The Unfair Competition Prevention Act regulates illegal use of results of technological development, product development, etc. produced by other people as an act of unfair competition. More specifically, the plagiarism of brand indications, imitation of configurations, and unlawful acquisition, use, and disclosure of trade secrets are included within the scope of injunctions under the Act. The Act is positioned as a special provision of tort law.
○Definition of a trade secret under the Unfair Competition Prevention Act
Article 2, paragraph (6) of the Act defines a trade secret as "technical or business information useful for business activities, such as manufacturing or marketing methods, that are kept secret and that are not publicly known."
In other words, a trade secret is technical or business information that fulfills all of the following three requirements.
Information is not deemed as confidential merely because the University has decided on a subjective basis to manage the information as a secret. It has to be managed in a state in which it is objectively recognized that the information is managed as a secret. Moreover, it is also insufficient to merely conclude a non-disclosure agreement. It is required that the University manages the confidential information as an organization as per the terms provided in such an agreement.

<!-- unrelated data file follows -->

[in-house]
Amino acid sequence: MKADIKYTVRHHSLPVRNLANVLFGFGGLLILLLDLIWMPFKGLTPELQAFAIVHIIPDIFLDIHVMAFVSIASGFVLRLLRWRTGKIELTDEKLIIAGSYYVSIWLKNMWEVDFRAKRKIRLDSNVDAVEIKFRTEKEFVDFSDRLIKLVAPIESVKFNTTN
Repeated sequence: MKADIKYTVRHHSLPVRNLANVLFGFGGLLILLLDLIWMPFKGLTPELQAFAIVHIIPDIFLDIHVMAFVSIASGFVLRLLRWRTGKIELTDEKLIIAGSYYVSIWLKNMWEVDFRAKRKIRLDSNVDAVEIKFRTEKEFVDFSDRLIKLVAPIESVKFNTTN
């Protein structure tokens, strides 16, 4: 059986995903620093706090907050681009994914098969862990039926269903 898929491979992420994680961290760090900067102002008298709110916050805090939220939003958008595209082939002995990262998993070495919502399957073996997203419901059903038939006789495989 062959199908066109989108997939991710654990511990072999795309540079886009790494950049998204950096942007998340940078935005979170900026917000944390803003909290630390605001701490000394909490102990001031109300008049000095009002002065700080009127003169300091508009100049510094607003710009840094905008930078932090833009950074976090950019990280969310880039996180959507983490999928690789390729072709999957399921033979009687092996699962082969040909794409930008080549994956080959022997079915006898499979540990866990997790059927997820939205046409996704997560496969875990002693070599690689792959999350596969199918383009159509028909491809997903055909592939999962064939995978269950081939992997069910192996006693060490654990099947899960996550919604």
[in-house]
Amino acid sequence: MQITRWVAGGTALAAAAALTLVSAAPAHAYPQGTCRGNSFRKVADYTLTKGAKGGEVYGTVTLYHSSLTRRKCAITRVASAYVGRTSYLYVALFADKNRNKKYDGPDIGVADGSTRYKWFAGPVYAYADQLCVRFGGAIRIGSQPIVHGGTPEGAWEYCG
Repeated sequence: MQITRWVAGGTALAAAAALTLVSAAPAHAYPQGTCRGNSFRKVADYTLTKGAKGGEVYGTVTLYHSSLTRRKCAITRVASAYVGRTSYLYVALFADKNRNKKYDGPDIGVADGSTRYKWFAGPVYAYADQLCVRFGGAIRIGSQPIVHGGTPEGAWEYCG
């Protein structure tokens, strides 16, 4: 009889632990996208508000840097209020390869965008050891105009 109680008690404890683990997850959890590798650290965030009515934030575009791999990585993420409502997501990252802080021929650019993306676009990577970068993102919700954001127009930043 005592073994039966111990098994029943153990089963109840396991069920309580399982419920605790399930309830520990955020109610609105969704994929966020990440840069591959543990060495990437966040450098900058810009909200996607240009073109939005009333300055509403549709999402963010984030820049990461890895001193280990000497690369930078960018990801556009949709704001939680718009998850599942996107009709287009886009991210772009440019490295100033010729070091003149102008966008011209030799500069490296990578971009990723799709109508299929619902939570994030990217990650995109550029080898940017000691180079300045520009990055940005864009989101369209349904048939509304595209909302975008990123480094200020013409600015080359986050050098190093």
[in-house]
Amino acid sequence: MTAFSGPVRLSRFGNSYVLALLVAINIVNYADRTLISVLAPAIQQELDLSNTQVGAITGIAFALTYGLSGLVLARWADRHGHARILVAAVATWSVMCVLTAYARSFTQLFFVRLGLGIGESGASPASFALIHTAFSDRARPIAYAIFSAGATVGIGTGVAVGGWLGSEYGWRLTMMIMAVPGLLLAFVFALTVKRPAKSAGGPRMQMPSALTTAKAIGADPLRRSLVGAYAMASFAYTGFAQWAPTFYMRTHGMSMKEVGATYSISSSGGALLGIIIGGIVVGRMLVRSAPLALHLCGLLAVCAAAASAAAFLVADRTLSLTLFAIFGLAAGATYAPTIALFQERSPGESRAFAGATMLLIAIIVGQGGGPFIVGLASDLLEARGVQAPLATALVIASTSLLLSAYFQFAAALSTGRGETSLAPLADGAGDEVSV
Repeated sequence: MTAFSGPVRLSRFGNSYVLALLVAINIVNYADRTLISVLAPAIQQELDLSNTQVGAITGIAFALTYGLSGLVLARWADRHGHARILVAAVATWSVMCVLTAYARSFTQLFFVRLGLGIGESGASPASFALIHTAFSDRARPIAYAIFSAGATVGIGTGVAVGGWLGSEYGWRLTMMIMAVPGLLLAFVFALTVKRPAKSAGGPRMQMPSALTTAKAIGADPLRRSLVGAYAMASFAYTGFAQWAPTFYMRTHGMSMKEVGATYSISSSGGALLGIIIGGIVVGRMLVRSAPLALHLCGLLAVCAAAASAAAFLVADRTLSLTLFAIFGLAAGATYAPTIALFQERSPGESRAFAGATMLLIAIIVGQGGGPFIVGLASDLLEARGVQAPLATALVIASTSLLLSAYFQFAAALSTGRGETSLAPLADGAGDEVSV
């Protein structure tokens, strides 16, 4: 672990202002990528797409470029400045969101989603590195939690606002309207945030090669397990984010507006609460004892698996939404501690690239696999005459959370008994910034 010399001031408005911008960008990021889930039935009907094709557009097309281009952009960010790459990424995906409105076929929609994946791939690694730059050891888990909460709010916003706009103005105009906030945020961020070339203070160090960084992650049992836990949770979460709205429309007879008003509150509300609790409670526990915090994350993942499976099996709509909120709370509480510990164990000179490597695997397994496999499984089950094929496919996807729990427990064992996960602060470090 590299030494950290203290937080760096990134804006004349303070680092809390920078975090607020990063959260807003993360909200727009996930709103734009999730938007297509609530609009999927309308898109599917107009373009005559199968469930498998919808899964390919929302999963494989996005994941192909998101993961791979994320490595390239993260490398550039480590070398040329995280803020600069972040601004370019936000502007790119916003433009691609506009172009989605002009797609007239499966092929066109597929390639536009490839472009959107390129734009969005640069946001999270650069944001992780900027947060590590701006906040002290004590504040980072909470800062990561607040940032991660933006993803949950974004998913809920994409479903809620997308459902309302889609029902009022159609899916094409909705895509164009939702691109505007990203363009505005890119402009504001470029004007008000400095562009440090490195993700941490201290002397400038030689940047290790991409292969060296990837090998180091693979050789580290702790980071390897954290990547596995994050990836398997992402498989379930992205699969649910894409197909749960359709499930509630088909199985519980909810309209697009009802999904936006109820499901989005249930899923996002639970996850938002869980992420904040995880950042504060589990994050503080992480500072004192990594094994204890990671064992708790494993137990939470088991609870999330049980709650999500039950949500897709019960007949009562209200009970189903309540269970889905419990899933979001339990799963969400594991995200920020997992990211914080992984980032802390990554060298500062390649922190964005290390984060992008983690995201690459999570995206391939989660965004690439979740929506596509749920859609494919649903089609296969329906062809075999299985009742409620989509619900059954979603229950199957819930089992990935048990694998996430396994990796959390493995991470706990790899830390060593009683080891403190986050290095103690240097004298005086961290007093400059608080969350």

In order for information to be deemed as useful, it has to be objectively recognized as useful for business activities. Therefore, information that disturbs public order (for example, antisocial conduct by an organization) is not found to be "useful." Usefulness should not be determined based on the subjective view of the University, but from a broader and objective point of view.
(3) Non-public nature
In order for information to be deemed to be not publicly known, it has to be unknown to the public or be difficult for the public to access. Information that is readily available to anyone is not protected as a trade secret, even if it is useful or managed as a secret.
○Trade secrets at University
Education and research and other related activities at the University are considered to fall under the category of "business activities" as referred to in the definition of a trade secret. Therefore, the various information created, acquired, and retained by the University also constitutes "trade secrets."
The following items are the two major types of confidential information that are deemed to be trade secrets.
- ◦ Inventions, etc. by faculty members and employees that are deemed to be technical information useful for the University's business activities and should be managed as confidential information before the acquisition of rights.
- ◦ Trade secrets, etc. that faculty members, employees, and students may come across in the course of collaboration with industry or an internship
Information created, acquired, and retained by the University can be legally protected as a trade secret under the Act by managing it under certain conditions.